For Sarbi, the Mumias Sugar deal set the stage for market share war with his brother and billionaire Jaswant whose family controls half of the commodity’s sales in Kenya.

Rai family firms — West Kenya, Sukari Industries and Olepito — have taken the market previously occupied by Mumias with their Kabras Sugar brand. At its peak, Mumias had more than 60 percent market share.

Mr Sarbi and Jaswant took different paths in the wake of family disagreements that have culminated in a vicious court fight for the control of the Rai family’s multibillion-shilling estate.

Sarbi’s two brothers teamed up with their mum to take on their brother Jaswant over the distribution of wealth left behind by their father.

At the centre of the dispute is the Will dated December 17, 1999, allegedly left behind by Tarlochan Singh Rai, who died on December 28, 2010, in Mumbai, India.

Jaswant, the chairman of Rai Group, is the executor of the Will.

The widow, Sarjij Kaur Rai, together with her sons, Jasbir and Iqbal, have objected to the Will, saying the patriarch could have been coerced in crafting the document that distributed his assets among his eight beneficiaries.

Both Jaswant and Sabri have made Press comments disassociating with each other, underlining the rift in the Rai family.

Mr Sarbi is not part of the court fight and has built for himself a multi-billion shilling empire dealing in sugar, timber, cement manufacturing and flour milling, with his Kenya’s flagship being Rai Cement and Comply Industries.

A total of eight investors submitted bids in a public effort to lease the troubled sugar factory. The second-highest bidder was Kruman Finances, who wanted a 25 year-lease with Sh19.7 billion. Kruman Finances is associated with French and Turkish investors.

Other bidders were Pandhal Industries with Sh9.7 billion over 20 years and Kibos Sugar with Sh8.8 billion.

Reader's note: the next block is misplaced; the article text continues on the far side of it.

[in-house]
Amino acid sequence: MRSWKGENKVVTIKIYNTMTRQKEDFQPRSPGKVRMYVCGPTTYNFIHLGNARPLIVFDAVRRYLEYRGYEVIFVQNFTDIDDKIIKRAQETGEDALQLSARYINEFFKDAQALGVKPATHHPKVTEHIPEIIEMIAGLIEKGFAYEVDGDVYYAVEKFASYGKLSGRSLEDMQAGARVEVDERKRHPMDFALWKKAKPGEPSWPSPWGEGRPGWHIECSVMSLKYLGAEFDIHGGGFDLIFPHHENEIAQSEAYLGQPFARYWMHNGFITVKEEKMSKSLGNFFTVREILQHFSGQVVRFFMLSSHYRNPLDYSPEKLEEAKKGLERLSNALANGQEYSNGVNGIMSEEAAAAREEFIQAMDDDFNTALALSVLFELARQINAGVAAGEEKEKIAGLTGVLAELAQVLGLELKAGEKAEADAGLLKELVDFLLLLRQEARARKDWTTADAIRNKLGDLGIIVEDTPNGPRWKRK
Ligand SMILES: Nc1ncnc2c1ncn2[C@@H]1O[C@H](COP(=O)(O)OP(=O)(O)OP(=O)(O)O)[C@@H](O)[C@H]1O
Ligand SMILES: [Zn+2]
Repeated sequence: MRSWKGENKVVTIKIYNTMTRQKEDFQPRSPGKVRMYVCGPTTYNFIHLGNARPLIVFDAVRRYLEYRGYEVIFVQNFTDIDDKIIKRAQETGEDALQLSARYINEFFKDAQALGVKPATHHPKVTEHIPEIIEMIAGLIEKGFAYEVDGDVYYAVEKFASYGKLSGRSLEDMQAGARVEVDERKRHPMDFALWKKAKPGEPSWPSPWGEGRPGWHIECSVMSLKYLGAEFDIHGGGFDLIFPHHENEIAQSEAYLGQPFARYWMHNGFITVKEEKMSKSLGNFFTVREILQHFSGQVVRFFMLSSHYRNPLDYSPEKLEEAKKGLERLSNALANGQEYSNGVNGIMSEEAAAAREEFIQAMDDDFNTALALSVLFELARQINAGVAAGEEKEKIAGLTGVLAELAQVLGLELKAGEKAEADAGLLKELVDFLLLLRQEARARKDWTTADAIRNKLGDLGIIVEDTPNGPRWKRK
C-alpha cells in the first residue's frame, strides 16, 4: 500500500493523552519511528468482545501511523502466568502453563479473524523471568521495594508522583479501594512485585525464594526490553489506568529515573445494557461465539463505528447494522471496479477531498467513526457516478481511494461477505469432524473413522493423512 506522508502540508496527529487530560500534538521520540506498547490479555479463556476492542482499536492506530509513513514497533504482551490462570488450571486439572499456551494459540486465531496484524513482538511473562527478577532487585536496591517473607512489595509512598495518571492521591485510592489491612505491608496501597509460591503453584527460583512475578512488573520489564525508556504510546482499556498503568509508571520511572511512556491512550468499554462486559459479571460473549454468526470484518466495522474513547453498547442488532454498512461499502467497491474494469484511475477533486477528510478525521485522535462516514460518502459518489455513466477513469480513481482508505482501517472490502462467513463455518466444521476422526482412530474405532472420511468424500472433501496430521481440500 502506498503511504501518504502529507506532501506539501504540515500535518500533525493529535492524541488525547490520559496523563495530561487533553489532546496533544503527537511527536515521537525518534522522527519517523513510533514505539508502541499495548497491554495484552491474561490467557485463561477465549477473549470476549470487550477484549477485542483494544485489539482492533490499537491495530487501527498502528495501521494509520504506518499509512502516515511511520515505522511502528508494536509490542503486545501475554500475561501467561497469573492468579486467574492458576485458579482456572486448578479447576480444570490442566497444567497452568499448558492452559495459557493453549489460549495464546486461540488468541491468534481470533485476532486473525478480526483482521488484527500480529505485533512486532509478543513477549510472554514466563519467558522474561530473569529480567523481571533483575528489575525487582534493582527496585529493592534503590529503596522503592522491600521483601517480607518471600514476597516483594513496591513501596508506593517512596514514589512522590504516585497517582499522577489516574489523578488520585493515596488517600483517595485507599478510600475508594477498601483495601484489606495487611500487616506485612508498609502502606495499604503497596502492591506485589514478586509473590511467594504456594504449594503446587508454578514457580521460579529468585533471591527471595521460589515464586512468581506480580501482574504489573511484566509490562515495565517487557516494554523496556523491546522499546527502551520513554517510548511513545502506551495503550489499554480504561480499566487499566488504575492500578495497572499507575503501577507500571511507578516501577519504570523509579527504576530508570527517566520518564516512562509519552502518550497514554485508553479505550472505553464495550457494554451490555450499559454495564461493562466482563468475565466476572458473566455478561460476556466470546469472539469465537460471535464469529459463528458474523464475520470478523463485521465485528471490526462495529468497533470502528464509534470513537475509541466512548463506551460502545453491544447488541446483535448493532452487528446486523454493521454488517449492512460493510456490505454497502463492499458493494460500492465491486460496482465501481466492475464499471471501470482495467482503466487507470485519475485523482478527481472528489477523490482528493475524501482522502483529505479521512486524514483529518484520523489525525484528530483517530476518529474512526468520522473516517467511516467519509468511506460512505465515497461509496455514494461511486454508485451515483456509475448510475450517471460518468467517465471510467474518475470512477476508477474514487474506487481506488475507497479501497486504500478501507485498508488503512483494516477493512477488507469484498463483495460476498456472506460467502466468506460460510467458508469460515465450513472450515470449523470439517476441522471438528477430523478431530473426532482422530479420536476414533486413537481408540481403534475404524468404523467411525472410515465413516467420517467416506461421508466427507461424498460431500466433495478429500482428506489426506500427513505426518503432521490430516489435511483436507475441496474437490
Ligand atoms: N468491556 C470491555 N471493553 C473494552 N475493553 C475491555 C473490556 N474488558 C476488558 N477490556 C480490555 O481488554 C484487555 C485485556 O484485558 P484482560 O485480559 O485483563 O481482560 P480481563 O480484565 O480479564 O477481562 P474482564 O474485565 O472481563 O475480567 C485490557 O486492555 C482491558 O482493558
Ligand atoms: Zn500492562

A Mauritius-based company, Sucrie Des Mascarelgnes Ltd, also participated but did not disclose the value of its bid.

Mr Raval, through his Devki Group, had in June pulled out of the Mumias bid after political leaders from western Kenya questioned the process of reviving the miller

The Devki Group owner was planning to inject Sh5 billion to return the once giant miller to production.

Mr Raval, who made his initial fortune in the steel industry before moving to cement production, was betting on Kenya’s agriculture sector, and his first step was sugar milling.

Mr Mwale has also unveiled a multi-billion shilling package that he says will lead to the upgrade of the rundown production plant and attract farmers back to cane production.

A former air force engineer, he is behind the so-called Mwale City that seeks to transform Lunza, a sleepy village in Kakamega County, into a ‘Silicon Valley’ worth at least Sh200 billion.

Unlike the other State-owned sugar firms where the bidding was through public tendering, the receiver-manager said the Mumias issue was handled through a private treaty between the investor and the bidders.

“Receiver was of the opinion that a private treaty is a much better option instead of public tendering. In addition, the private treaty will be less expensive, much faster and the receiver would be able to conclude the technical and financial assessments of the bidders in the shortest period,” said Mr Rao.

* Updated